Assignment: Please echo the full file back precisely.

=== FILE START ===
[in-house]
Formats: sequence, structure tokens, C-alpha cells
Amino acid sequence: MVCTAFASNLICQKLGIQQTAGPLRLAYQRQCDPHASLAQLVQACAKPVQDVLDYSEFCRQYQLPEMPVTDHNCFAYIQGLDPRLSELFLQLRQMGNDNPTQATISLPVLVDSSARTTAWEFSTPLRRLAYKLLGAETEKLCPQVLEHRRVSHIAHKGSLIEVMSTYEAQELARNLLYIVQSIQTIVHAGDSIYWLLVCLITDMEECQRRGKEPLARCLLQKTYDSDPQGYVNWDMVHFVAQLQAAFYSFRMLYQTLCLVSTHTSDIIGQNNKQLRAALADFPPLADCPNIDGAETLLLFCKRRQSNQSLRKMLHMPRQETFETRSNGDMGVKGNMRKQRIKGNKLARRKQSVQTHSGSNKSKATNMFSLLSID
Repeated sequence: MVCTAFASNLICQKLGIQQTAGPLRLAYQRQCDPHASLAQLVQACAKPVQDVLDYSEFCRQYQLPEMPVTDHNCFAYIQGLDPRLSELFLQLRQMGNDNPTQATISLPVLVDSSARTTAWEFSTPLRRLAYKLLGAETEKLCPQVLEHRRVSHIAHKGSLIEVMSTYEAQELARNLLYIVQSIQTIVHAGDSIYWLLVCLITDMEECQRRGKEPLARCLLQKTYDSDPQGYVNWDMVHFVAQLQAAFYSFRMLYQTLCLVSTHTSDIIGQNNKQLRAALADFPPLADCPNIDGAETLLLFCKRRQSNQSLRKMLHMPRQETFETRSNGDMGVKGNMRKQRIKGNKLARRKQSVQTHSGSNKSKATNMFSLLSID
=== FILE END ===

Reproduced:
[in-house]
Formats: sequence, structure tokens, C-alpha cells
Amino acid sequence: MVCTAFASNLICQKLGIQQTAGPLRLAYQRQCDPHASLAQLVQACAKPVQDVLDYSEFCRQYQLPEMPVTDHNCFAYIQGLDPRLSELFLQLRQMGNDNPTQATISLPVLVDSSARTTAWEFSTPLRRLAYKLLGAETEKLCPQVLEHRRVSHIAHKGSLIEVMSTYEAQELARNLLYIVQSIQTIVHAGDSIYWLLVCLITDMEECQRRGKEPLARCLLQKTYDSDPQGYVNWDMVHFVAQLQAAFYSFRMLYQTLCLVSTHTSDIIGQNNKQLRAALADFPPLADCPNIDGAETLLLFCKRRQSNQSLRKMLHMPRQETFETRSNGDMGVKGNMRKQRIKGNKLARRKQSVQTHSGSNKSKATNMFSLLSID
Repeated sequence: MVCTAFASNLICQKLGIQQTAGPLRLAYQRQCDPHASLAQLVQACAKPVQDVLDYSEFCRQYQLPEMPVTDHNCFAYIQGLDPRLSELFLQLRQMGNDNPTQATISLPVLVDSSARTTAWEFSTPLRRLAYKLLGAETEKLCPQVLEHRRVSHIAHKGSLIEVMSTYEAQELARNLLYIVQSIQTIVHAGDSIYWLLVCLITDMEECQRRGKEPLARCLLQKTYDSDPQGYVNWDMVHFVAQLQAAFYSFRMLYQTLCLVSTHTSDIIGQNNKQLRAALADFPPLADCPNIDGAETLLLFCKRRQSNQSLRKMLHMPRQETFETRSNGDMGVKGNMRKQRIKGNKLARRKQSVQTHSGSNKSKATNMFSLLSID